Kentucky aims to close its health insurance exchange

Kentucky insurance exchange health insurers

Governor Matt Bevin intends to shut down the Kentucky health insurance exchange

Kentucky lawmakers are beginning to move forward with plans to close the state’s health insurance exchange. In late December of 2015, Governor Matt Bevin sent a letter to federal officials informing them of the plan. The governor noted that the exchange will no longer be operational “as soon as is practicable.” According to federal law, this will be a year-long process, at least, and will not have an impact on the health insurance policies that were sold through the exchange for 2016.

Many consumers have found coverage through the state’s exchange

Kentucky is one of only 14 states that has chosen to operate its own health insurance exchange. Some 100,000 people have used the exchange to find the coverage that they need, with the majority taking advantage of subsidies provided by the federal government. The exchange has been responsible for a significant decrease in the state’s uninsured population, ensuring that consumers have the necessary coverage.

Exchange may not be generating the revenue it needs to continue operating effectively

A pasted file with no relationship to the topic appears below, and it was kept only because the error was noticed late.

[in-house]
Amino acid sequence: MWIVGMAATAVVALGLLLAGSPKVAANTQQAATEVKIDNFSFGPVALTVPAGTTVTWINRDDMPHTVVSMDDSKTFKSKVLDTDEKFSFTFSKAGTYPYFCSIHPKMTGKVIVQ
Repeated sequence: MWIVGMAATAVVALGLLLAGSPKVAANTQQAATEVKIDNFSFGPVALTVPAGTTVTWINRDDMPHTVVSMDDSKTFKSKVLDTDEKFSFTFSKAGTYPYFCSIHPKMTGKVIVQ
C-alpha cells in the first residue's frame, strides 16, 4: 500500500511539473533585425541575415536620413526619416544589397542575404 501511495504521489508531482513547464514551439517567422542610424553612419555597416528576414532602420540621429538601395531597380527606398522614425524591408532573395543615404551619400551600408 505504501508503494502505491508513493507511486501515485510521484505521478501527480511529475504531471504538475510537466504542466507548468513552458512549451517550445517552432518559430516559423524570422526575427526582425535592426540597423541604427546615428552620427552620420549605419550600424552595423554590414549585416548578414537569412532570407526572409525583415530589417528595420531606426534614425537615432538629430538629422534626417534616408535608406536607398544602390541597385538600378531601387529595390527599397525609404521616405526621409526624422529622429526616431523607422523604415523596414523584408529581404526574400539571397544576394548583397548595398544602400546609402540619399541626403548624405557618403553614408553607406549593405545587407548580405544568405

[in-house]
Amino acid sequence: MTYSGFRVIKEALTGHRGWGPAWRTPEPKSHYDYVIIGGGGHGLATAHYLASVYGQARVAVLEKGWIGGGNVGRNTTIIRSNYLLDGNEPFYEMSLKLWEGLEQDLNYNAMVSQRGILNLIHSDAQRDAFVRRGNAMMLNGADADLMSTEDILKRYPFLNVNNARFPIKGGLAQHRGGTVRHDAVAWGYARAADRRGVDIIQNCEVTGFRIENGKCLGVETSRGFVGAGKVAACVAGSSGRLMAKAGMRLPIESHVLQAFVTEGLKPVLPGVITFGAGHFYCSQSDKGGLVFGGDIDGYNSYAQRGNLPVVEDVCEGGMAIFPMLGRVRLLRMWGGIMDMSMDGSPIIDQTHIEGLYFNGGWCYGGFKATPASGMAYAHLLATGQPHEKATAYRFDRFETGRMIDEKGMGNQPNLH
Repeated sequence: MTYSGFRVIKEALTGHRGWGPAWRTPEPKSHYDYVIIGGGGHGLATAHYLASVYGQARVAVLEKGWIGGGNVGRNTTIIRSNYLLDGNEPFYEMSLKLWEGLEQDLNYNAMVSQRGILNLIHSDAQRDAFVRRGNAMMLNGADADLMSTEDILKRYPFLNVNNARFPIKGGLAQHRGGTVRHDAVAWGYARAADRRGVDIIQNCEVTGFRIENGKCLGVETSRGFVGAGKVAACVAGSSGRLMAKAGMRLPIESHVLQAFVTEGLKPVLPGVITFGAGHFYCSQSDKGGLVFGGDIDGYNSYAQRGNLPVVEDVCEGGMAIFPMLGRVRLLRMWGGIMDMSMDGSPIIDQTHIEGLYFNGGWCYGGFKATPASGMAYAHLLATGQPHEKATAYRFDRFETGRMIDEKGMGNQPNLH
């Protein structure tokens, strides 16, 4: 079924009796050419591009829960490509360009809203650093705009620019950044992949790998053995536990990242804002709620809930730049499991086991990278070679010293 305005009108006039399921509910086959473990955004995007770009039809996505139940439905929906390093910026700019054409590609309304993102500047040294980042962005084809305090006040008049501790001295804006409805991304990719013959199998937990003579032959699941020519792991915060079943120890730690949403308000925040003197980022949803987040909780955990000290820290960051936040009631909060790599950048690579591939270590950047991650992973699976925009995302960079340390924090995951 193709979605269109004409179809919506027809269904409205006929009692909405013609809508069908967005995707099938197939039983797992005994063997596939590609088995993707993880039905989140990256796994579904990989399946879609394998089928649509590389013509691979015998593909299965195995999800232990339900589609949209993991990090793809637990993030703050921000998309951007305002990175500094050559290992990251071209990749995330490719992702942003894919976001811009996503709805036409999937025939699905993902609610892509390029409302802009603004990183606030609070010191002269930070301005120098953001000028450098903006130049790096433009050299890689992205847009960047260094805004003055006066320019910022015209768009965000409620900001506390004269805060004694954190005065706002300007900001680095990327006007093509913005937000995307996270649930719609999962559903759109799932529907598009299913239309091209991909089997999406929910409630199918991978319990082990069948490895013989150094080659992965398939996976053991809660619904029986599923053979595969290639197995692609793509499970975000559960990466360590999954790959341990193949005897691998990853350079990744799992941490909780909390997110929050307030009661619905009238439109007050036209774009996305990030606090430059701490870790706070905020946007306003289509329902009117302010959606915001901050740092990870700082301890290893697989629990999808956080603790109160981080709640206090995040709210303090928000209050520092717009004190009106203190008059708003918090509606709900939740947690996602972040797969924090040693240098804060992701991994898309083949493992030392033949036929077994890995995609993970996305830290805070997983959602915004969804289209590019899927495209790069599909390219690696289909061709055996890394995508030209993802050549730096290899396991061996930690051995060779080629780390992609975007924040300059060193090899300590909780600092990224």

Kentucky health insuranceGovernor Bevin believes that the state’s health insurance exchange is not able to meet its financial obligations due to falling enrollment numbers. The exchange is funded by a 1% tax that is imposed on all health insurance policies that are sold in the state. Through this tax, the exchange is expected to generate only $4 million of the $27 million in needs to operate every year. Many of the consumers paying the 1% tax to support the exchange are not actually using its services, which makes the exchange a relatively costly burden for Kentucky residents.

Closure of the health insurance exchange may restrict access to coverage

Some believe that putting the state’s health insurance exchange to rest may not be a good idea. Jason Bailey, executive director of the Kentucky Center for Economic Policy, suggests that closing the exchange would be a “step backward on access to health care.” The state’s Medicaid program has been expanded, however, and it may be able to handle the needs of consumers looking for coverage in 2017.

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